• Congress Passes VA Reform

    Last Thursday night the Senate approved and sent to President Barack Obama a bill to improve access to health care for veterans and reform the Department of Veterans Affairs.

    Forged through negotiations between the Senate and House Veterans’ Affairs Committee chairmen – Bernie Sanders (I-VT) and Jeff Miller (R-FL) – the $16.3 billion bill passed the Senate by a vote of 91-3. The House of Representatives voted 420-5 on Wednesday to approve the same measure.

    While TREA is saddened that it was even necessary for such a bill to be passed in the first place, we would like to thank the Chairmen and all of the members of the House and Senate Veterans’ Affairs committees for their hard work in passing crucial legislation in a relatively short time period. Expanding access to healthcare for America’s veterans took precedence to election-year pressures, and for that we thank you.

    While the bill addresses the immediate need to hire more doctors, nurses and medical professionals at the VA, to allow veterans who can’t get doctors’ appointments to be seen by private physicians, and to fire senior executives who fail to perform their jobs in an honest or satisfactory manner, it is important to note that hard work remains to be done. The VA system has been shown to have systemic problems when it comes to scheduling doctors’ appointments, physician staffing levels, how it handles whistleblower complaints as well as in dealing with the claims backlog on the Veterans’ Benefits Administration (VBA) side of the house. TREA will continue to keep a laser-like focus on these issues.

    Further, it may be necessary to examine the Veterans Integrated Service Network (VISN) system and to make improvements. This has the possibility of being a multi-year project to position the VA for success in the 21st century.

    The measure provides $5 billion for the VA to recruit more doctors, nurses and other medical providers to care for the surging number of veterans returning from wars in Iraq and Afghanistan.

    Veterans on long VA waiting lists and those who live far from VA facilities may see private doctors or go to community health centers, Department of Defense facilities and Indian Health Centers. The bill has $10 billion for that emergency provision for veterans who cannot get an appointment within 30 days or live more than 40 miles from a VA clinic. Another $1.3 billion will pay for leasing 27 new clinics in 18 states and Puerto Rico.

    Additionally the bill includes 2 very important education provisions that will help veterans and widows/widowers whose servicemember spouse died on active duty after 9/11.

    The bill major provisions:

    To improve access to and quality of care for veterans, the bill would:

    • Require VA to offer an authorization to receive non-VA care to any veteran who is enrolled in the VA health care system as of August 1, 2014, or who is a newly discharged combat veteran if such veteran is unable to secure an appointment at a VA medical facility within 30 days (or a future published goal established by VA) or resides more than 40 miles from the nearest VA medical facility, with certain exceptions.
    • Require VA to provide a Veterans Choice Card to eligible veterans to facilitate care provided by non-VA providers.
    • Provide $10 billion for the newly-established “Veterans Choice Fund” to cover the costs of this increased access to non-VA care.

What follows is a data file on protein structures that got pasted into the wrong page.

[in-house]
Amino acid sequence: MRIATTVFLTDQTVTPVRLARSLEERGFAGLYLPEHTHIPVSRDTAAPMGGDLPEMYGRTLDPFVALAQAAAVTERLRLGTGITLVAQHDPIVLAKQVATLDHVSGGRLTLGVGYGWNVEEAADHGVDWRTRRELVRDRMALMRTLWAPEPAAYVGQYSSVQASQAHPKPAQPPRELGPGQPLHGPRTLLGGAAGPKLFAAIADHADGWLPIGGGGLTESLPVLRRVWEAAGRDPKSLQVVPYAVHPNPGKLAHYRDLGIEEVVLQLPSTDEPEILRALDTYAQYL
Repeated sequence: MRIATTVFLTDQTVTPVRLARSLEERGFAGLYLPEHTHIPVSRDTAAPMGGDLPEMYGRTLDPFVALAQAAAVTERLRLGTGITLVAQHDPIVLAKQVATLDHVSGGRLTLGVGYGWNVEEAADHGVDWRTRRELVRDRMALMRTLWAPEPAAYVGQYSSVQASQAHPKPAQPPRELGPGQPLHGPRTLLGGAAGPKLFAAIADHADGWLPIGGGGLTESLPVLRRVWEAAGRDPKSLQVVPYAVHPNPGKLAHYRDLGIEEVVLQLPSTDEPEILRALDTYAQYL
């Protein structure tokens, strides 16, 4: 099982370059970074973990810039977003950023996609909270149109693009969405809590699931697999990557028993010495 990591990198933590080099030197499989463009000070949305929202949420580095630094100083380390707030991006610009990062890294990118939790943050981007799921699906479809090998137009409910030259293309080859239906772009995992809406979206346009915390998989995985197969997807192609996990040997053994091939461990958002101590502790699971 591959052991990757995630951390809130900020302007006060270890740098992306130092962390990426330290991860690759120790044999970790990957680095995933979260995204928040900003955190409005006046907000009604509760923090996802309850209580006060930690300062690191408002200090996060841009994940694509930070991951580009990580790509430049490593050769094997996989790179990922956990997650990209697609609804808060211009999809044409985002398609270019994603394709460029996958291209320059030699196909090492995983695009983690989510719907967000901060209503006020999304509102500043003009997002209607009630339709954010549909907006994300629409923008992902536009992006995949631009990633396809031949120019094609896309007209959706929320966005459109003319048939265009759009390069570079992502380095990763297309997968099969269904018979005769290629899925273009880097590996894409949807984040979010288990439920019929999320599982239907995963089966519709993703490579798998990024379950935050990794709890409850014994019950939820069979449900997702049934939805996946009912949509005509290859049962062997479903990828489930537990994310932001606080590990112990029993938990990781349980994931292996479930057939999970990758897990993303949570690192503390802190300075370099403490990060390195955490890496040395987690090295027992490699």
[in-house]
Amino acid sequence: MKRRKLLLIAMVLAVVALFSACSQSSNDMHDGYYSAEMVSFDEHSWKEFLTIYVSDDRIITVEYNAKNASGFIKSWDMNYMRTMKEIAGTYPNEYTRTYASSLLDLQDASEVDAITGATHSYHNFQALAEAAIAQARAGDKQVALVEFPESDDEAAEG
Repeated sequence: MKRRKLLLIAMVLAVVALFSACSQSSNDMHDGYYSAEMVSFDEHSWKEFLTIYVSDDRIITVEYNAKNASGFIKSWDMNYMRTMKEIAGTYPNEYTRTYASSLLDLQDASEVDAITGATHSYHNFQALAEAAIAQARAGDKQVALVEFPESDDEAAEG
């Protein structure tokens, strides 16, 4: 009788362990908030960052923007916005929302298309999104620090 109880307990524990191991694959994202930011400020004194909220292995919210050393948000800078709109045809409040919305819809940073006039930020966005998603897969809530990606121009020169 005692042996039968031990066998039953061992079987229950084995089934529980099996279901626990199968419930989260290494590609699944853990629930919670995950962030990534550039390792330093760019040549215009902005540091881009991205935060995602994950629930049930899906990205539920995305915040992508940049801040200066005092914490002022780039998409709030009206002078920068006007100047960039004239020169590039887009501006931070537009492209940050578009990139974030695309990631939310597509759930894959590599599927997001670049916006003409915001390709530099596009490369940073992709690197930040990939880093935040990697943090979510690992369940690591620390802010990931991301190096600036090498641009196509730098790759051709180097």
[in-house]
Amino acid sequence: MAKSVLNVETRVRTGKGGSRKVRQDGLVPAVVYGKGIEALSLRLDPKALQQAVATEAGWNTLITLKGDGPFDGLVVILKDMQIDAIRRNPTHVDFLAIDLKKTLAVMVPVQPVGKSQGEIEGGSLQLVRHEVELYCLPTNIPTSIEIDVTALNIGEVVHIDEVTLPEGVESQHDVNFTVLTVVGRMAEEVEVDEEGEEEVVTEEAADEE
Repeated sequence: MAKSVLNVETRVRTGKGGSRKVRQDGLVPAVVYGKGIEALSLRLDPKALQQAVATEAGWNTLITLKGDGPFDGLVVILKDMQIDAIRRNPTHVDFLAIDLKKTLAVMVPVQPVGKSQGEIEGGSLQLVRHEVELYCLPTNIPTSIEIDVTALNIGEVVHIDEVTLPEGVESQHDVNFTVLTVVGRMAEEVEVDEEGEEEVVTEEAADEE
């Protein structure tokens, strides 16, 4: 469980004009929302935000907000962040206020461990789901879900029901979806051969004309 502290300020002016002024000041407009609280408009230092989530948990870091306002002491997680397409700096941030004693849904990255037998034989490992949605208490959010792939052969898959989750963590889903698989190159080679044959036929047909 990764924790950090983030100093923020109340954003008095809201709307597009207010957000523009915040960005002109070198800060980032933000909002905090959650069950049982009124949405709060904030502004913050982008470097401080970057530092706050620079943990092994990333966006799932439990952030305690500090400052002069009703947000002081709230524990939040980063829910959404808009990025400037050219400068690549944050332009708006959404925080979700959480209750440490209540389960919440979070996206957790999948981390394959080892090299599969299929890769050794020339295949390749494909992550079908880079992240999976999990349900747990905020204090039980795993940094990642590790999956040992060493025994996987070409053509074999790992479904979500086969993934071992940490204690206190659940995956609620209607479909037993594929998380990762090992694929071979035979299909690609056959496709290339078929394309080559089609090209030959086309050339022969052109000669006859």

• Require an independent assessment of VA medical care and establish a Congressional Commission on Care to evaluate access to care throughout the VA health care system.
    • Extend the ARCH (Access Received Closer to Home) pilot program for two years.
    • Extend for three years a pilot program to provide rehabilitation, quality of life, and community integration services to veterans with complex-mild to severe traumatic brain injury
    • Improve the delivery of care to veterans who have experienced military sexual trauma as well as care for Native Hawaiian and Native American veterans.

    To expand VA’s internal capacity to provide timely care to veterans, the bill would:

    • Provide $5 billion to VA to increase access to care through the hiring of physicians and other medical staff and by improving VA’s physical infrastructure.
    • Authorize 27 major medical facility leases in 18 states and Puerto Rico.

    To provide real accountability for incompetent or corrupt senior managers, the bill would:

    • Authorize VA to fire or demote Senior Executive Service (SES) employees and Title 38 SES equivalent employees for poor performance or misconduct.
    • Provide an expedited and limited appeal process for employees disciplined under this authority. Appeals would go to a Merit Systems Protection Board administrative judge, who would have 21 days to decide on the appeal. If a decision is not reached within that 21-day period, then VA’s decision to remove or demote the executive is final.
    • Prohibit SES employees from receiving pay, bonuses and benefits during the appeal process.
    • Reduce funding for bonuses available to VA employees by $40 million each year through FY 2024.

    To improve education benefits for veterans and dependents, the bill would:

    • Require public colleges to provide in-state tuition to veterans and eligible dependents in order for the school to remain eligible to receive G.I. Bill education payments.
    • Expand the Sgt. Frye Scholarship Program to provide full Post 9/11 G.I. Bill benefits to spouses of servicemembers who died in the line of duty after 9/11.

    According to current CBO estimates, the bill would result in nearly $17 billion in spending over a 10-year period, with 10-year offsets totaling roughly $5 billion, making it less expensive than previous VA reform packages passed by the House and Senate.
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